Intermittent fasting is an eating pattern where you cycle between periods of eating and periods of avoiding or limiting food . Rather than a traditional fast where you avoid all food intake for days at a time, intermittent fasting is a dietary pattern that allows for the consumption of food during an eating window.
Intermittent fasting is pretty flexible and seemingly easier to incorporate into your routine when compared to strict calorie restriction and traditional fasting.
The most popular types of intermittent fasting include :
Time-restricted eating (TRE): Includes set fasting and eating windows and is practiced between one and seven days per week. For example, 16/8 fasting means your eating period is an eight-hour window followed by a 16-hour fasting window.
Twice-a-week (5:2) method: Includes restricting your calorie intake (often to 500 calories) for two nonconsecutive days per week and then eating a whole-foods diet (healthy fats, high-quality carbohydrates, whole grains, and lean proteins) the other five days per week.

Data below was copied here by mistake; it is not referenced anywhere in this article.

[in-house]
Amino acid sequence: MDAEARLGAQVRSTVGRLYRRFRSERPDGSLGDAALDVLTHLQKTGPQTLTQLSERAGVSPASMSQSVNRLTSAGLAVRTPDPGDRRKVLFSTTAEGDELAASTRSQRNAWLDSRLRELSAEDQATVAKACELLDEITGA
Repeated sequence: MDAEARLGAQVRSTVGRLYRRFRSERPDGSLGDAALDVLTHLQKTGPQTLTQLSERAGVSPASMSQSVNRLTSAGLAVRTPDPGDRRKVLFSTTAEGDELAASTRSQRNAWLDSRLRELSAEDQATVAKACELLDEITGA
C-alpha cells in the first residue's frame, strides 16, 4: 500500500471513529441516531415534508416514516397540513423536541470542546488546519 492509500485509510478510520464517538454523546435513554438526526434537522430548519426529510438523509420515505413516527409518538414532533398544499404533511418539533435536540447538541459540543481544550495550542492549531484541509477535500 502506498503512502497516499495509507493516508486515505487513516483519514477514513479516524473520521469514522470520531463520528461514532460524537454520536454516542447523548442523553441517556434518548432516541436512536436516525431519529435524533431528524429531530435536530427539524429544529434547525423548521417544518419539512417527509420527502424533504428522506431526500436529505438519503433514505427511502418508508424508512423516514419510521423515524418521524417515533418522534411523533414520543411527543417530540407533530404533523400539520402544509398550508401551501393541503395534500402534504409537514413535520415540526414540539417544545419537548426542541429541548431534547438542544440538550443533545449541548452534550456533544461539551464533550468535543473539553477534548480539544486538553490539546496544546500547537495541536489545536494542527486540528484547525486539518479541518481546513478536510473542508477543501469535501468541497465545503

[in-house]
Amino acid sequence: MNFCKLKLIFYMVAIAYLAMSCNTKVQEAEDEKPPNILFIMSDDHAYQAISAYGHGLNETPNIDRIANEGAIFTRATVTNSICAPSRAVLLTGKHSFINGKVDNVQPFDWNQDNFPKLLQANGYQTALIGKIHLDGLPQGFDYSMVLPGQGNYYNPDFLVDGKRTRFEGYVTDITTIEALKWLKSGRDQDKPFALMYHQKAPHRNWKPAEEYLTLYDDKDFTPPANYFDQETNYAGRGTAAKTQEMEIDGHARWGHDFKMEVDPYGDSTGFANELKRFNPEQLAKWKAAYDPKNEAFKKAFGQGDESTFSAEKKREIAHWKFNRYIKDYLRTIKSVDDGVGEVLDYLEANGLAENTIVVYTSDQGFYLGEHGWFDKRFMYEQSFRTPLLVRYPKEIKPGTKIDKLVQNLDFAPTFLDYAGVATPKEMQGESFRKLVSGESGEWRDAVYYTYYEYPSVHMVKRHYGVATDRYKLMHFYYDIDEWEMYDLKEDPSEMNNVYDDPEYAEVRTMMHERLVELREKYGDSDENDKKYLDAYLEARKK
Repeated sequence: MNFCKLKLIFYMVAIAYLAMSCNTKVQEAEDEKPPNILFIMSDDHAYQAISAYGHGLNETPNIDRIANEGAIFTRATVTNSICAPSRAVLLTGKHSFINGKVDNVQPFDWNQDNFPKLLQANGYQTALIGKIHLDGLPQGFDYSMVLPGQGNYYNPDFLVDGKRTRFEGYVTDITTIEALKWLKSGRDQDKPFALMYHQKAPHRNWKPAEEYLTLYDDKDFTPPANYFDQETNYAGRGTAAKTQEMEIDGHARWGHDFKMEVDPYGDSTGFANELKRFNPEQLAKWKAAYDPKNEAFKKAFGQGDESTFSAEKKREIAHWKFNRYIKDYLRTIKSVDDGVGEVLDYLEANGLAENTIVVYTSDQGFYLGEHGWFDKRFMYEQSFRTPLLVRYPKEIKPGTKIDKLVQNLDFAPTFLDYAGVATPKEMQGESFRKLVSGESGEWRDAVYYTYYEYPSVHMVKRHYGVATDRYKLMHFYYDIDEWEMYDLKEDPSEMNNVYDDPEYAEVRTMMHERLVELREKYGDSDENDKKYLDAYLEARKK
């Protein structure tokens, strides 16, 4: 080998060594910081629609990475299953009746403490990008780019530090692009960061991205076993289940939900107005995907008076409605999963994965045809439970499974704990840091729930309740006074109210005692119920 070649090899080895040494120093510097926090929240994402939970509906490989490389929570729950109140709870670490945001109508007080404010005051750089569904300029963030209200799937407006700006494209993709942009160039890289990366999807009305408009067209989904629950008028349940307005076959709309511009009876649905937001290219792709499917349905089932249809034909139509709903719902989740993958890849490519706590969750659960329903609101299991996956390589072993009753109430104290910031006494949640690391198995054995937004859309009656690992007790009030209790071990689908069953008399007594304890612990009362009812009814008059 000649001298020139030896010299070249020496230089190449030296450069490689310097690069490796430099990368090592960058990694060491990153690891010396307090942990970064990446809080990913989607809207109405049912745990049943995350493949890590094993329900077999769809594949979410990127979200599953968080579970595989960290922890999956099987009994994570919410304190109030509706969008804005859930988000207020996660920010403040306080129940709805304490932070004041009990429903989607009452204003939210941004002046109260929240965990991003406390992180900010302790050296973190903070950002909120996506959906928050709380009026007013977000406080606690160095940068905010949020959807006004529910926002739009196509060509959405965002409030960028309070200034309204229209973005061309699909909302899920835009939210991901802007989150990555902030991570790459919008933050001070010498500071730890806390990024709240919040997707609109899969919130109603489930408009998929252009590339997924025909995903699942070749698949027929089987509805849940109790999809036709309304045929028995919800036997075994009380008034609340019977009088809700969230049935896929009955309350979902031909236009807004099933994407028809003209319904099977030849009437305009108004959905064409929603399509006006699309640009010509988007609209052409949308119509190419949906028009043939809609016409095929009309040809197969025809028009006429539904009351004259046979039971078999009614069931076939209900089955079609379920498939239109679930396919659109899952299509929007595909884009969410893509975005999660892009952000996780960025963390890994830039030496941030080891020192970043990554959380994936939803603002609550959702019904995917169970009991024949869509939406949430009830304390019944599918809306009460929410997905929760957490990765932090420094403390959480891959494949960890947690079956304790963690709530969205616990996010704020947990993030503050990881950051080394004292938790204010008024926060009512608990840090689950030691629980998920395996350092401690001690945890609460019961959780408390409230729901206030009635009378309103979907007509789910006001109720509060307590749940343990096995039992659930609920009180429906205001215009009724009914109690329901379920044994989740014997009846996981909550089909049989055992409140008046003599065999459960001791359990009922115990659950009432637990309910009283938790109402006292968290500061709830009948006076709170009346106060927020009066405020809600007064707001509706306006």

Modified alternate-day fasting: Includes a modified fast (about 500 calories) every other day or two nonconsecutive days of the week and then eating a whole-foods diet on the other days.
24-hour fast (eat: stop: eat method): Includes a fully fasted state (consuming only water) for 24 hours once or twice a week and then eating a whole-foods diet on non-fasting days.
There are no strict rules when it comes to an intermittent fasting schedule. You may initially want to experiment with each type to see what works best for you, but there’s no reason you can’t alternate between different forms if you find you prefer more than one intermittent fasting method. It’s probably best to go slowly to determine your individual response [24, 25].